Master trusts (such as USS , the Railways Pension Scheme and even the FCA’s are within immediate regulatory scope, schemes which are open to any employer – aren’t (yet).
Each section of a CDC offering which offers a different accrual rate will need to be authorised as a separate scheme and pay separate scheme charges. This looks like an incentive to keep things simple.
The Application Process
The intent is to put the onus on the applicant to demonstrate how the scheme meets the authorisation criteria. The criteria are laid out in Chapter 3 of the consultation and are mainly related to the scheme being run by fit and proper way by fit and proper people,
The cost of setting up a CDC scheme will be between £50,000 and £120,000 but discounts will apply where a scheme is being set up within an authorised scheme where the charge will be levied on a time-cost basis..
Viability is the buzz-phrase of this consultation. It introduces two new documents
the viability report and viability certificate produced by the scheme’s trustees and scheme actuary respectively
Viability relates to the scheme’s ability to deliver its benefit “aspirations” ( a word that returns to the fold after being subbed by “ambition).
The rules around viability are intended to protect members from approaches to benefit calculations and adjustment which may lead to intergenerational unfairness.
A new role for actuaries
Whilst the onus is on the scheme’s trustees to prepare the viability report, the involvement of the scheme actuary in certification recognises that actuaries, rather than trustees, are best placed to consider actuarial matters and to advise on how these impact the soundness of the scheme at any particular point in time.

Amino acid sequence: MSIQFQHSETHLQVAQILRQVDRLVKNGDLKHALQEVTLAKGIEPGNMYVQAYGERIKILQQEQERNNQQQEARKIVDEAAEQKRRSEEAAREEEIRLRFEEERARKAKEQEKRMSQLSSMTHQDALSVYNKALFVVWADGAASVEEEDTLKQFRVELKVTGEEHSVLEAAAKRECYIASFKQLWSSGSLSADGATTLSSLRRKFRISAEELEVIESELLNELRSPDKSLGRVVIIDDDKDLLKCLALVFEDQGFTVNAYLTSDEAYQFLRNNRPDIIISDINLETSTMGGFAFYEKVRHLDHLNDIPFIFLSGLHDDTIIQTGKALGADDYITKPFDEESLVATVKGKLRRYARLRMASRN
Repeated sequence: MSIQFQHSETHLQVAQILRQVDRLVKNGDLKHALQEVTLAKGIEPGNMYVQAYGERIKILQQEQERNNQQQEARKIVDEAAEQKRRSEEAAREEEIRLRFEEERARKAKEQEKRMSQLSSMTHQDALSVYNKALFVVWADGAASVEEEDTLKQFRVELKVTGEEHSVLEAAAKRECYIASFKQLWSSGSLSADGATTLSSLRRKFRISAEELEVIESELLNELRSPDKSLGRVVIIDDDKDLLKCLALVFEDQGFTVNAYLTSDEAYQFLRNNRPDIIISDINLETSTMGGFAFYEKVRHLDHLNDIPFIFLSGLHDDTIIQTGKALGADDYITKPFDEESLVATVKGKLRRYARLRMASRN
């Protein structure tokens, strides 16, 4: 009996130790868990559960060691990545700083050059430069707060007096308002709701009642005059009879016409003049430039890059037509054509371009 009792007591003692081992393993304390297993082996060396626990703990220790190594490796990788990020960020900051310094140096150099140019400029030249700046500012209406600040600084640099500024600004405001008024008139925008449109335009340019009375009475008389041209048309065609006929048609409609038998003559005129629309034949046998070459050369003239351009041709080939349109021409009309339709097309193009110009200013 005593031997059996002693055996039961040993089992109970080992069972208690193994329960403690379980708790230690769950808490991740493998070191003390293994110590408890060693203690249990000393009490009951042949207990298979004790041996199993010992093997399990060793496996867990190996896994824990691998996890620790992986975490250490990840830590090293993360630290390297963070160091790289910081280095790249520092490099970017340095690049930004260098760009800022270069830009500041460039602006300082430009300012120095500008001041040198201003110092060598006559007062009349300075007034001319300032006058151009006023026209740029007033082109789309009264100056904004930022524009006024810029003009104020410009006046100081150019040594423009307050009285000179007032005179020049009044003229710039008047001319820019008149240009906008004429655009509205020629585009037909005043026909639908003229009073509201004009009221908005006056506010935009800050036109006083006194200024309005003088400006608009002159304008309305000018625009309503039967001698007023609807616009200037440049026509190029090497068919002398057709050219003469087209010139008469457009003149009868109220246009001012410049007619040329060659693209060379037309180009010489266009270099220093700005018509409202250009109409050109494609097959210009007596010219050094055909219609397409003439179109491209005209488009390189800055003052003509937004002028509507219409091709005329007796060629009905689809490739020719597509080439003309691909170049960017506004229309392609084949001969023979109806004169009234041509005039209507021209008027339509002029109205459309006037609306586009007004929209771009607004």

This looks a powerful appointment for an actuary who is both the validator of viability and potentially the whistle-blower when a scheme becomes unviable. This puts the actuary and trustee in quite separate boxes and could lead to some interesting questions on conflicts of interest.
The tests of “soundness”
Along with “viability”, “soundness” is a key word and is will be assessed through gateway tests including the capacity of a scheme to pay inflation linked pensions using CPI as the measure.
As well as gateway tests there will be tests in running to ensure that the scheme remains sound and viable and these will include value for money testing.
Failure to meet these tests will create triggering events which could require action such as a decrease in benefit levels or even scheme wind-up.
The bulk of the regulations concern themselves with the administration and communication of the scheme and in particular with the disclosure of the scheme’s capacity to change the levels of benefit paid
We are therefore suggesting amendments to the Disclosure Regulations to ensure that appropriate disclosure requirements are fit for purpose and meet the unique design of a CMP (collective money purchase or CDC)scheme. This includes the collective nature of CMP schemes and the important key message that CMP benefits can fluctuate, reiterating this at key points in the member journey (at joining, on an on-going annual basis, approaching retirement and to pensioner members with benefit in payment).